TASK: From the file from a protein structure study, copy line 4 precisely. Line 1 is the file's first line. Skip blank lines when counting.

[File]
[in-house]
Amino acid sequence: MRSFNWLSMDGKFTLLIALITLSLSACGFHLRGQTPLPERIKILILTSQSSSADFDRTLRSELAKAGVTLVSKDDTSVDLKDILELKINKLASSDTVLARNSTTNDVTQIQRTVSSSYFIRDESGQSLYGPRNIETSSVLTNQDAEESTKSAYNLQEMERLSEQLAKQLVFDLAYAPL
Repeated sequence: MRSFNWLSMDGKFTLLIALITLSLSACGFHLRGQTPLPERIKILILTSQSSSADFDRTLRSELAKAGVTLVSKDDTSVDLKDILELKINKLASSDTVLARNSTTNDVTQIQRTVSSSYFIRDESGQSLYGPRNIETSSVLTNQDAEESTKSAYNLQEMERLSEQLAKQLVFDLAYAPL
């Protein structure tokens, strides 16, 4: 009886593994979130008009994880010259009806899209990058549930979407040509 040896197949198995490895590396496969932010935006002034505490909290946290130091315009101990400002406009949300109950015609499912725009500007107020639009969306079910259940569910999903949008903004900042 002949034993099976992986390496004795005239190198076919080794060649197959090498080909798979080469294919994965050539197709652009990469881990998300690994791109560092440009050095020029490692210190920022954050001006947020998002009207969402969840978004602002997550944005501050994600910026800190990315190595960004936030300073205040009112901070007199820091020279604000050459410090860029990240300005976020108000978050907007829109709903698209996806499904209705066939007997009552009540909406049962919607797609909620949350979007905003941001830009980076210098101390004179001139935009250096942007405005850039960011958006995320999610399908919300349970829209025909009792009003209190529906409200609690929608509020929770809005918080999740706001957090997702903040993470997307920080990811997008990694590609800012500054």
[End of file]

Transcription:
């Protein structure tokens, strides 16, 4: 009886593994979130008009994880010259009806899209990058549930979407040509 040896197949198995490895590396496969932010935006002034505490909290946290130091315009101990400002406009949300109950015609499912725009500007107020639009969306079910259940569910999903949008903004900042 002949034993099976992986390496004795005239190198076919080794060649197959090498080909798979080469294919994965050539197709652009990469881990998300690994791109560092440009050095020029490692210190920022954050001006947020998002009207969402969840978004602002997550944005501050994600910026800190990315190595960004936030300073205040009112901070007199820091020279604000050459410090860029990240300005976020108000978050907007829109709903698209996806499904209705066939007997009552009540909406049962919607797609909620949350979007905003941001830009980076210098101390004179001139935009250096942007405005850039960011958006995320999610399908919300349970829209025909009792009003209190529906409200609690929608509020929770809005918080999740706001957090997702903040993470997307920080990811997008990694590609800012500054």